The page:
To achieve that aim, we have some ways to go. The 2013 ACT Condition of College & Career Readiness report showed that of all ACT-tested high school graduates only 44% showed readiness for mathematics at the college level and only 36% showed readiness for science.
Cargill is committed to improving math and science readiness, and is working with universities in order to ensure that their STEM graduates are world class. With the aim of feeding 9 billion people by 2050 with accessible, affordable and nutritious food and doing so responsibly with as little impact on the environment as possible, we need people with technical skills who think creatively and are exceptional problem solvers.
Cargill is actively involved in efforts with university systems to better align their programming with future workforce needs and that encourage talented students to enter these fields. Cargill has invested significantly in STEM education through its philanthropic agenda. The idea is to build a better workforce pipeline, rather than simply compete for a diminishing pool of candidates. What is clear to us is that we need people with superior technical talent – IT professionals, engineers and research scientists – to help our customers thrive.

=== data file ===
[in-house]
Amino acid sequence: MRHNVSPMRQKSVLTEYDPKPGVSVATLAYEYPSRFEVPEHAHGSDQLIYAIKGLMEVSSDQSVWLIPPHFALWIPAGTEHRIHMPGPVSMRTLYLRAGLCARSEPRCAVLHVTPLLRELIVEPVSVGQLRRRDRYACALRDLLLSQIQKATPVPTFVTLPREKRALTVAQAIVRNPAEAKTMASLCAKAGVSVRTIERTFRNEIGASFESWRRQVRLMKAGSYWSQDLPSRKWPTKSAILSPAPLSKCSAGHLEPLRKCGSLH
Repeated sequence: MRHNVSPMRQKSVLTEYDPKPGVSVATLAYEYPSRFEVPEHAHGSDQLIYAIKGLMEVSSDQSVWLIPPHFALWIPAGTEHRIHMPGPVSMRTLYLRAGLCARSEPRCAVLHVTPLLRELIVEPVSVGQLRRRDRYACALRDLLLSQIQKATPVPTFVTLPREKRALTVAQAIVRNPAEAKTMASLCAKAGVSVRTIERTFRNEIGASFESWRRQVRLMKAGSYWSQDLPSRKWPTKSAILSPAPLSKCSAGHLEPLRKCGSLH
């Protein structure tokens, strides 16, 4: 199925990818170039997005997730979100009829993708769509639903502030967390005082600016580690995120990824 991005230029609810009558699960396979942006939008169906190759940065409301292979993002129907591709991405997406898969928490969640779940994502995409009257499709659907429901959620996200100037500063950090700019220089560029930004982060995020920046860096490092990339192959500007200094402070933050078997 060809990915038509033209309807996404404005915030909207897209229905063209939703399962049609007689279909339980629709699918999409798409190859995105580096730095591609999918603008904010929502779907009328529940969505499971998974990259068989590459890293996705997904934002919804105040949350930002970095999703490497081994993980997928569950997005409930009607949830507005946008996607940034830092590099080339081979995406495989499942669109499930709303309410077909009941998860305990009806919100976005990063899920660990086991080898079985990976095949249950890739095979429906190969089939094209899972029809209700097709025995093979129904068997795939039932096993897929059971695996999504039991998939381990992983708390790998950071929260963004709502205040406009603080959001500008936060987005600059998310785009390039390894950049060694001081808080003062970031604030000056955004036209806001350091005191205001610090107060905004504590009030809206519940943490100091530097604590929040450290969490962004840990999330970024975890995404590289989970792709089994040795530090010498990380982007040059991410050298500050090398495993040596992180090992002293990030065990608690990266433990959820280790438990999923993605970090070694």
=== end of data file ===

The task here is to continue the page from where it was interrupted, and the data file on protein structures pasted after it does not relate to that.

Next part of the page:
We believe inclusion and diversity are a source of great strength for our company and the global community. Given our operations in 67 countries and people’s changing tastes across many countries and cultures, inclusion and diversity are absolutely essential to our business success. We need employees who are sensitive to the world of our customer’s consumers and we need people who think in different ways and can easily share different perspectives. Ultimately this makes us more innovative and more nimble in adapting to changes in the marketplace.
Cargill has supported many programs in the K-12 grades to help create the pipeline of students and workforce in STEM fields. I am most proud of Cargill’s multiple partnerships to roll out STEM curricula in those grades. Starting early is important if we are to inspire and motivate young people to pursue future study and careers in STEM.